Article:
Unit: Speak 3D, crit A

This is a huge unit and I am going to need your help.

What is 3D? What does it mean?

Don’t we live in a 3D world?

What does 3D means when we refer to the digital world?

Are 3D movies really 3D?

In Digital Design we have been designing 2D pieces and now it is the time to move into 3D. How are we going to do that?

What kind of thinking are we going to need?

We are going to start by making a brainstorming session collecting what 3D means to you.

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3D is a new language and we need to apply it to communicate our ideas. But first and most importantly we need to have those ideas. There is no point otherwise. Remember we are in this class to THINK not to learn to use this or that software. Software comes and goes, but the ability to think continues to be scarce. And that is really what is going to make a difference.

So let’s not worry about the software yet. We are going to spend the two first parts of the unit thinking, envisioning and dreaming. And once we know what we want to make and why, we will explore what is the best way to do so. If we introduce the software early in the process it will limit our thinking since “We will only consider what we know we can do.” And that is extremely dangerous.

The question should always be: what do I need to make? do I really need to create this 3D model/animation/character to solve my problem or could it be a poster, a pamphlet, or writing an essay?

The idea should drive the process, not the other way around.

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What is 3D in today’s digital world?

This inspiration reels will show you what are we able to do today.

So to go a bit further I have have broken the digital world into 4 main areas. It is not the only way to organize this and please feel free to question this division, but it is just a way to start somewhere.

  1. Character design
  2. Motion graphics (that also includes kinetic typography or infographics)
  3. Animation
  4. Product design (related also to achitecture)

I want you to investigate one area in groups, looking for inspiration, for cool things you find, try to define what that means, what it entails and then you will present it to the rest of the class.

After the presentations, and some introduction to what 3D  can imply in the digital world, I would like you to start thinking what 3D object/piece/creation you would like to “make” in this class.

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Criteria A, Inquiring and Analyzing.

It is now time for you to decide what you would like to make in this 3D class. Remember that as a designer you need to be solving a problem. You are creating something that does not exist, something that the world needs.

So when deciding what you are going to make you need to take into consideration the problem-solving aspect and the social aspect. Your creation needs to have a target audience: people that need this. Otherwise no one is going to want to invest in your creation, so you are not going to have a client.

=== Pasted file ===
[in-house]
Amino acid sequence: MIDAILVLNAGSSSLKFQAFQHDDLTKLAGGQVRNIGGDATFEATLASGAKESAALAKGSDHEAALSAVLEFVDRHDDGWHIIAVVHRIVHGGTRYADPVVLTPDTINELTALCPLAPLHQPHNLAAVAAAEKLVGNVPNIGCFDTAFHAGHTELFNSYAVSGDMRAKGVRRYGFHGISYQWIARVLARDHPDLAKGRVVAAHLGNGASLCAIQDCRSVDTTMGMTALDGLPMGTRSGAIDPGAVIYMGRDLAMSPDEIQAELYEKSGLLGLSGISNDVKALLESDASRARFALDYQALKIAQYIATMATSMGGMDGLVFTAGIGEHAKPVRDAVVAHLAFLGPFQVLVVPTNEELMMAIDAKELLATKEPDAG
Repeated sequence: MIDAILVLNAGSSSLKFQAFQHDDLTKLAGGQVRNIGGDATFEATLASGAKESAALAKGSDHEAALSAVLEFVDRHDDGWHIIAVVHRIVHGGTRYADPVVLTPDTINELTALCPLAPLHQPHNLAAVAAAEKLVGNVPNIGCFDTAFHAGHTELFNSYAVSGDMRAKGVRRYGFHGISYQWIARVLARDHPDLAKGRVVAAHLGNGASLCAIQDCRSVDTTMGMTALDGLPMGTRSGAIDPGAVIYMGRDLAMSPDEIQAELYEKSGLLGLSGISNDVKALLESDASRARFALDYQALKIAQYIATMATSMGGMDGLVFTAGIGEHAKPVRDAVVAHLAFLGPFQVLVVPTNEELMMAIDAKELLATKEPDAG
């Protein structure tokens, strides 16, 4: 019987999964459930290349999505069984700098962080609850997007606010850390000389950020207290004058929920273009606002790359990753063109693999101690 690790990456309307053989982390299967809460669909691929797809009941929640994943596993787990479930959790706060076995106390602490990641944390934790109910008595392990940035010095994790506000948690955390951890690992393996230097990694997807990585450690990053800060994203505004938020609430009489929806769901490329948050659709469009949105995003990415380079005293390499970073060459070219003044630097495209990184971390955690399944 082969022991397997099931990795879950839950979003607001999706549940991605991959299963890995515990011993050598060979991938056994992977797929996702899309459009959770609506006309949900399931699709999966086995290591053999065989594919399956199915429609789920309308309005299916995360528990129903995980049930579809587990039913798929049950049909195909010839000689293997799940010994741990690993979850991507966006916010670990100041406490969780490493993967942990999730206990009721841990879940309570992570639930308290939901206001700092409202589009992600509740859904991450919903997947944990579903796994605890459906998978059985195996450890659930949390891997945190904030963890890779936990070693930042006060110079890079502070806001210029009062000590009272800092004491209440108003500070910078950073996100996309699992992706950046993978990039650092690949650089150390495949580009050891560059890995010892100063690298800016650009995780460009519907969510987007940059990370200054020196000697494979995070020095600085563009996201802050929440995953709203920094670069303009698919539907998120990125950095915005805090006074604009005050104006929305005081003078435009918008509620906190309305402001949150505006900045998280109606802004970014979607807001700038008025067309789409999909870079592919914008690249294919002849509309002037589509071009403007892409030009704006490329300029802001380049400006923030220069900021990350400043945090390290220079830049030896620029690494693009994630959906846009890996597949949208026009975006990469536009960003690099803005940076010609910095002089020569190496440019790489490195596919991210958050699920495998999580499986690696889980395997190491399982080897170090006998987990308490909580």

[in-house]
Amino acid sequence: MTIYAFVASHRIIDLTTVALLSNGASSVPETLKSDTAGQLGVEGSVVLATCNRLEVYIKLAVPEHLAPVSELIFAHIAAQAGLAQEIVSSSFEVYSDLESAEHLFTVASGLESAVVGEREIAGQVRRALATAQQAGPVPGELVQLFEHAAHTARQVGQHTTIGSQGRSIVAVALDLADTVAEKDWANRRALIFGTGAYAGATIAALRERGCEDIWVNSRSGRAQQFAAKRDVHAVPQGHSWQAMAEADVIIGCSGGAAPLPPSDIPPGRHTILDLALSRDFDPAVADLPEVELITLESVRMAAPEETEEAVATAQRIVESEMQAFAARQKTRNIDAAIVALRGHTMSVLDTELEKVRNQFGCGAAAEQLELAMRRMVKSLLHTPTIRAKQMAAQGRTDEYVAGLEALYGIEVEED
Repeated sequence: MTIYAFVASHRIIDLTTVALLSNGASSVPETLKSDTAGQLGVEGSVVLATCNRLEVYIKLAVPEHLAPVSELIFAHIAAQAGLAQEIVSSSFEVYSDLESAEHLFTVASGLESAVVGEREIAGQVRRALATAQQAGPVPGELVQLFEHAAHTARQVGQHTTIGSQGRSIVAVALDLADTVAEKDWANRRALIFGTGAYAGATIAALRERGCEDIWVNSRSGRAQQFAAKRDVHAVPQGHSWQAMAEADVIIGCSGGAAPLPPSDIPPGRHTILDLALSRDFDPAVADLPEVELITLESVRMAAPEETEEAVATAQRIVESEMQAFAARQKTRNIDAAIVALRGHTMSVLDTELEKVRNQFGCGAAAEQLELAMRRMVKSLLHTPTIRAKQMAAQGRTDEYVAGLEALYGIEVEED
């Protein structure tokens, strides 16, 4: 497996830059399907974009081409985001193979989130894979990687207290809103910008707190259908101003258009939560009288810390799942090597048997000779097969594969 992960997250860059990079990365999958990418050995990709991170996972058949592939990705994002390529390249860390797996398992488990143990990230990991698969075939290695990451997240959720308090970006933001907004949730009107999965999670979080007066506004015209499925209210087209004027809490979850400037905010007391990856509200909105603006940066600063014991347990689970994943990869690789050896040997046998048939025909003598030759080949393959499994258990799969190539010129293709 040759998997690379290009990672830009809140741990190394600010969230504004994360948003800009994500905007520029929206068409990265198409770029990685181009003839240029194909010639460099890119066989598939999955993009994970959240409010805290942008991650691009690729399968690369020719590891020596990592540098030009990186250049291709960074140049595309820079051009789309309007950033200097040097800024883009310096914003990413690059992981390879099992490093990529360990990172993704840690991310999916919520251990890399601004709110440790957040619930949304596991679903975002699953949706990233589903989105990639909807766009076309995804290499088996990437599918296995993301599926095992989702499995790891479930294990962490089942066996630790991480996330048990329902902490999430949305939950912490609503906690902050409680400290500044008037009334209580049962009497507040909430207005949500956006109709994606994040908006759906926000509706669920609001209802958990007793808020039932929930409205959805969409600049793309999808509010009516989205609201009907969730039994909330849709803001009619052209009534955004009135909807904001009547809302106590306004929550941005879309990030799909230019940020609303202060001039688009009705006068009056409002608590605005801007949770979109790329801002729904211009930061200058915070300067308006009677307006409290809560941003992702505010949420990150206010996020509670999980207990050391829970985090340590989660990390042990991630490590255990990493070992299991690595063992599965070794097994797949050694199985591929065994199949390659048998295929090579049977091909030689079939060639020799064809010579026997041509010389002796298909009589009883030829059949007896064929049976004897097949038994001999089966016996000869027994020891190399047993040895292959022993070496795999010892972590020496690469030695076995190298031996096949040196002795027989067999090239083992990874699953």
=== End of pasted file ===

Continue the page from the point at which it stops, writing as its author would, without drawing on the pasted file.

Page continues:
Once you know what you want to create in this class you need to communicate it. To do so you will have to present it in class and document it into your Process journal.

You can follow the order you prefer, but you need to make sure you cover the main 4 parts:

Part 1. Explain and justify the need for a solution to a problem for a specified client/target audience

That means establishing your mission statement. Try answering the following questions in a paragraph:

  • What I am going to create?
  • Why? What problem I am going to solve? (problem-solution)
  • For who? > Who is the target audience?
  • Who is going to pay for it? > Who is the client?

Part 2. Identify and prioritize the primary and secondary research needed to develop a solution to the problem.

How are you going to create it. Write down what are the different parts of the process, what questions you have, what areas are you going to have to investigate. Create a Research plan:

  • Is it already done? If so, how can I improve it?
  • Establishes the parts, prioritization, order
  • What tools will I need?
  • What questions do I have? What will I need to learn and research?

Part 3. Analyze a range of existing products that inspire a solution to the problem

Time to look for inspiration. References. How did others create something similar? Learn from what others did and how they did it and write down your thoughts.

Part 4. Develop a detailed Design Brief which summarizes the analysis of relevant research

After all your research it is time to revisit what you wrote in part 1 and add some more concrete information. “I want to make X and after my research I have learned that I will need to consider Y, Z and W.” Remember that the design brief will help you define the design specifications in criteria B, so the more concise it is, the better.

A design brief is your response to the design situation, based on your research, detailing how you intend to solve the problem: a short statement of what you are going to make, why you are going to make it, and for whom you are making. But while the mission statement (part 1) was your ideal plan (what you would like to make), when writing the design brief you already learned how other people made things, you already know what is out there and what is missing, so you have a more clear idea of what the details of your creation should be.

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Congratulations, you are ready to move into Criteria B. But remember that since it is a cycle, you can always come back to add or change something during your design process.

You can find here the overall schedule for the unit.

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